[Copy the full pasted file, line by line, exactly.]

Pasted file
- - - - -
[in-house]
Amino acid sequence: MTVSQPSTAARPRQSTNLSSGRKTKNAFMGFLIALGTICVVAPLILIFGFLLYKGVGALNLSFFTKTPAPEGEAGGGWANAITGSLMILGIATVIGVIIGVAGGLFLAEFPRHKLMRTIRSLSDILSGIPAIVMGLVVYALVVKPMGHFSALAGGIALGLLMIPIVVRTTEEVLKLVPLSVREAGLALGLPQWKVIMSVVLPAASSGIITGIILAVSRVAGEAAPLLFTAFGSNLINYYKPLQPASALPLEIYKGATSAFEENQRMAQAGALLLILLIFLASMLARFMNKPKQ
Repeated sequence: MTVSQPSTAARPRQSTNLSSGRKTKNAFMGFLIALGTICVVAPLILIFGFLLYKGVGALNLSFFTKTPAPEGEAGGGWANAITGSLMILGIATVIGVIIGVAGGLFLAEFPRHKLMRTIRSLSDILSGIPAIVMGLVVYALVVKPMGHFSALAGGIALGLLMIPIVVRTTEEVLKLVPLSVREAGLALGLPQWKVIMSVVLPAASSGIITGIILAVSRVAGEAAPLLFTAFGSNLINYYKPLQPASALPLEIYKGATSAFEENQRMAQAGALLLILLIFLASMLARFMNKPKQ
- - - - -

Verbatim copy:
[in-house]
Amino acid sequence: MTVSQPSTAARPRQSTNLSSGRKTKNAFMGFLIALGTICVVAPLILIFGFLLYKGVGALNLSFFTKTPAPEGEAGGGWANAITGSLMILGIATVIGVIIGVAGGLFLAEFPRHKLMRTIRSLSDILSGIPAIVMGLVVYALVVKPMGHFSALAGGIALGLLMIPIVVRTTEEVLKLVPLSVREAGLALGLPQWKVIMSVVLPAASSGIITGIILAVSRVAGEAAPLLFTAFGSNLINYYKPLQPASALPLEIYKGATSAFEENQRMAQAGALLLILLIFLASMLARFMNKPKQ
Repeated sequence: MTVSQPSTAARPRQSTNLSSGRKTKNAFMGFLIALGTICVVAPLILIFGFLLYKGVGALNLSFFTKTPAPEGEAGGGWANAITGSLMILGIATVIGVIIGVAGGLFLAEFPRHKLMRTIRSLSDILSGIPAIVMGLVVYALVVKPMGHFSALAGGIALGLLMIPIVVRTTEEVLKLVPLSVREAGLALGLPQWKVIMSVVLPAASSGIITGIILAVSRVAGEAAPLLFTAFGSNLINYYKPLQPASALPLEIYKGATSAFEENQRMAQAGALLLILLIFLASMLARFMNKPKQ